Ancestry.com's Internet Biographical Collection is a much smaller search engine: it is also a specialized search engine as it only indexes what it believes to be genealogy-related pages. It is designed to make genealogy information much easier to find, regardless of where it is hosted on the web.
I don't see any difference between Ancestry.com and all the other free and for-pay search engines. They all do the same things.
As always, if you do not want search engines to index your site, create a ROBOTS.TXT file with the proper parameters and place that file on your web site. That is easy to do. Then the search engines will not add your site to their databases.
Of course, your site will be a lonely place as users will no longer be able to find you by using search engines.- Dick Eastman
Leland Meitzler wrote The Generations Network Continues to Tarnish Their Image on the Everton Publisher's Genealogy Blog and updated it multiple times as events warranted. I think you can catch the drift of Leland's position from the title of his blog post. But I encourage you to go over and read it if you haven't already. I was pleased as could be to see that not only did Leland speak out against the giant of the industry but he also listed all of the genea-bloggers who'd written on the subject with links to their posts. We all know that links are like gold when it comes to getting one's blog ranked and read. Especially from a high traffic blog. He gave us a gift that industry leaders seem to do very grudgingly if ever. Thank you Leland.
And last but not least, The Legacy Blog wrote Ancestry.com - You're Not Going To Believe This. I don't know who writes the blog for the Legacy Family Tree software company (Geoff Rasmussen?) but they wrote a very nice article. They made no bones about the fact that Ancestry "went too far" but also gave them credit for having very valuable databases that are helpful to and appreciated by many genealogists. They told Becky Wiseman's story well and then went on to mention and link to all the genea-bloggers who wrote on the subject. Once again we receive some valuable link love. Thank you Legacy.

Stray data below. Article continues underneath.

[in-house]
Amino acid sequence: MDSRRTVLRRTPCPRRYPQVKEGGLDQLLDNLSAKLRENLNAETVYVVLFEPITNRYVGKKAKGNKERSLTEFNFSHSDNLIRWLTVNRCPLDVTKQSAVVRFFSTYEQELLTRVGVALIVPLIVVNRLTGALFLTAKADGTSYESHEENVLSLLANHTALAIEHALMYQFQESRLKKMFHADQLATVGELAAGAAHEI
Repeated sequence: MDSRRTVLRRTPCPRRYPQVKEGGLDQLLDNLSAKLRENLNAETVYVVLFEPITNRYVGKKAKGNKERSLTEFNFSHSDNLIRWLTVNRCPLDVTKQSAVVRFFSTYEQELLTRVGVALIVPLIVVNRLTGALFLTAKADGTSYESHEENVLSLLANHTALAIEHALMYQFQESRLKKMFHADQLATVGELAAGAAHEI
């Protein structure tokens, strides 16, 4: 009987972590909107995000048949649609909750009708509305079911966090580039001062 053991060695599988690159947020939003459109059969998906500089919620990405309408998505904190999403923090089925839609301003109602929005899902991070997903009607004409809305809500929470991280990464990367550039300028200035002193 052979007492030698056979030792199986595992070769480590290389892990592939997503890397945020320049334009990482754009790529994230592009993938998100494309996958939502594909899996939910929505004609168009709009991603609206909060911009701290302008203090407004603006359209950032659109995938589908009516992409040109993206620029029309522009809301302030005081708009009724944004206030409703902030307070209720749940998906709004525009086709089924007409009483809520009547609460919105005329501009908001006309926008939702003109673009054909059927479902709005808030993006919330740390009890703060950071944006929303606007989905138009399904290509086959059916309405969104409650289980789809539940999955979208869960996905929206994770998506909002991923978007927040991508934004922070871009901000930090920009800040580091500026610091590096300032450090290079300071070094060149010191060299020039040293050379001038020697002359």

Did you check your traffic stats for yesterday fellow bloggers? I had the most hits on my site ever. No doubt about it, the traffic I got came from your links (and Leland's and Legacy's ;-) not the Google search engine. I know we all try to help each other out with links when we can but let's face it, it's sure nice to have some traffic sent our way from a couple of the industry leaders.
And now I'll share with you the comments I posted to Dick Eastman's article and to Legacy's article. Leland, I couldn't find a link to comment on your blog, but you have my thanks as well for speaking up and for linking.
Here's what I posted on Dick's blog: